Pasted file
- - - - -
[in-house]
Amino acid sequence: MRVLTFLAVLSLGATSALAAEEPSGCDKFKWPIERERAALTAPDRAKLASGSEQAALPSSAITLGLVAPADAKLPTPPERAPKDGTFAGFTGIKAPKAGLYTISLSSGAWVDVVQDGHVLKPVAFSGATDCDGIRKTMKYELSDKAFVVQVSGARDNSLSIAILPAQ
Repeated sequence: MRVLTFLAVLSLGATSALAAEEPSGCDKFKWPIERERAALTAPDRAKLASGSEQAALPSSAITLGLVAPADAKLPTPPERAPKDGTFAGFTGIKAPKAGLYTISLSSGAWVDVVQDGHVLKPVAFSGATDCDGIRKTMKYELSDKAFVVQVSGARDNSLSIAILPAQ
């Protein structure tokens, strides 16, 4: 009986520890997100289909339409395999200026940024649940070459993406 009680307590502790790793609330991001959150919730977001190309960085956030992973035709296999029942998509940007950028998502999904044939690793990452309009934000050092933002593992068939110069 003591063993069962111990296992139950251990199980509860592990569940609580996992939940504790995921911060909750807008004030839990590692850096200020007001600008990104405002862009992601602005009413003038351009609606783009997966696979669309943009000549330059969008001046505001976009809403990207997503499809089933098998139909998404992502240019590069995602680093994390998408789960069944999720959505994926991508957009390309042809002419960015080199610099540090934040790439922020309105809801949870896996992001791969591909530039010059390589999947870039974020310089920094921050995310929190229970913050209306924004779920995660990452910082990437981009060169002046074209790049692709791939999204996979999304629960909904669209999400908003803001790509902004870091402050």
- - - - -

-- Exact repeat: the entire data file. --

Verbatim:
[in-house]
Amino acid sequence: MRVLTFLAVLSLGATSALAAEEPSGCDKFKWPIERERAALTAPDRAKLASGSEQAALPSSAITLGLVAPADAKLPTPPERAPKDGTFAGFTGIKAPKAGLYTISLSSGAWVDVVQDGHVLKPVAFSGATDCDGIRKTMKYELSDKAFVVQVSGARDNSLSIAILPAQ
Repeated sequence: MRVLTFLAVLSLGATSALAAEEPSGCDKFKWPIERERAALTAPDRAKLASGSEQAALPSSAITLGLVAPADAKLPTPPERAPKDGTFAGFTGIKAPKAGLYTISLSSGAWVDVVQDGHVLKPVAFSGATDCDGIRKTMKYELSDKAFVVQVSGARDNSLSIAILPAQ
């Protein structure tokens, strides 16, 4: 009986520890997100289909339409395999200026940024649940070459993406 009680307590502790790793609330991001959150919730977001190309960085956030992973035709296999029942998509940007950028998502999904044939690793990452309009934000050092933002593992068939110069 003591063993069962111990296992139950251990199980509860592990569940609580996992939940504790995921911060909750807008004030839990590692850096200020007001600008990104405002862009992601602005009413003038351009609606783009997966696979669309943009000549330059969008001046505001976009809403990207997503499809089933098998139909998404992502240019590069995602680093994390998408789960069944999720959505994926991508957009390309042809002419960015080199610099540090934040790439922020309105809801949870896996992001791969591909530039010059390589999947870039974020310089920094921050995310929190229970913050209306924004779920995660990452910082990437981009060169002046074209790049692709791939999204996979999304629960909904669209999400908003803001790509902004870091402050």